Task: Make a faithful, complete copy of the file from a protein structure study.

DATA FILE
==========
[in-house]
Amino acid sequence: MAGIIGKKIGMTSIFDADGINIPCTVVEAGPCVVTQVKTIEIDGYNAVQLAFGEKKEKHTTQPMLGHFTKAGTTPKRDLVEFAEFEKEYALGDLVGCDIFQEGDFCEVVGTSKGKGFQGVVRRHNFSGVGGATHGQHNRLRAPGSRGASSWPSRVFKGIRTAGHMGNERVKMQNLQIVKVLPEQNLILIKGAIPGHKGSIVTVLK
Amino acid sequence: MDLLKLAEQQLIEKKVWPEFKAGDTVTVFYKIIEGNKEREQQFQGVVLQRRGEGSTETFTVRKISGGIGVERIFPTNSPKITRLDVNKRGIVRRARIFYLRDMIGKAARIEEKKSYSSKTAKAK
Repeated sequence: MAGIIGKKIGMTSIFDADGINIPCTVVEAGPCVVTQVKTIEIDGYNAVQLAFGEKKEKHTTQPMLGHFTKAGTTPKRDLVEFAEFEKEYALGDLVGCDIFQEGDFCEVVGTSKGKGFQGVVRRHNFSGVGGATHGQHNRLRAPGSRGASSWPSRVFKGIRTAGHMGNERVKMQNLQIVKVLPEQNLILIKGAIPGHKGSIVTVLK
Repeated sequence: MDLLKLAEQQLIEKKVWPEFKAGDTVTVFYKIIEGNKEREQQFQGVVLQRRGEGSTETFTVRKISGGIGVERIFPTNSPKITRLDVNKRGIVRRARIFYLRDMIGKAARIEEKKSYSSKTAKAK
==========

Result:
[in-house]
Amino acid sequence: MAGIIGKKIGMTSIFDADGINIPCTVVEAGPCVVTQVKTIEIDGYNAVQLAFGEKKEKHTTQPMLGHFTKAGTTPKRDLVEFAEFEKEYALGDLVGCDIFQEGDFCEVVGTSKGKGFQGVVRRHNFSGVGGATHGQHNRLRAPGSRGASSWPSRVFKGIRTAGHMGNERVKMQNLQIVKVLPEQNLILIKGAIPGHKGSIVTVLK
Amino acid sequence: MDLLKLAEQQLIEKKVWPEFKAGDTVTVFYKIIEGNKEREQQFQGVVLQRRGEGSTETFTVRKISGGIGVERIFPTNSPKITRLDVNKRGIVRRARIFYLRDMIGKAARIEEKKSYSSKTAKAK
Repeated sequence: MAGIIGKKIGMTSIFDADGINIPCTVVEAGPCVVTQVKTIEIDGYNAVQLAFGEKKEKHTTQPMLGHFTKAGTTPKRDLVEFAEFEKEYALGDLVGCDIFQEGDFCEVVGTSKGKGFQGVVRRHNFSGVGGATHGQHNRLRAPGSRGASSWPSRVFKGIRTAGHMGNERVKMQNLQIVKVLPEQNLILIKGAIPGHKGSIVTVLK
Repeated sequence: MDLLKLAEQQLIEKKVWPEFKAGDTVTVFYKIIEGNKEREQQFQGVVLQRRGEGSTETFTVRKISGGIGVERIFPTNSPKITRLDVNKRGIVRRARIFYLRDMIGKAARIEEKKSYSSKTAKAK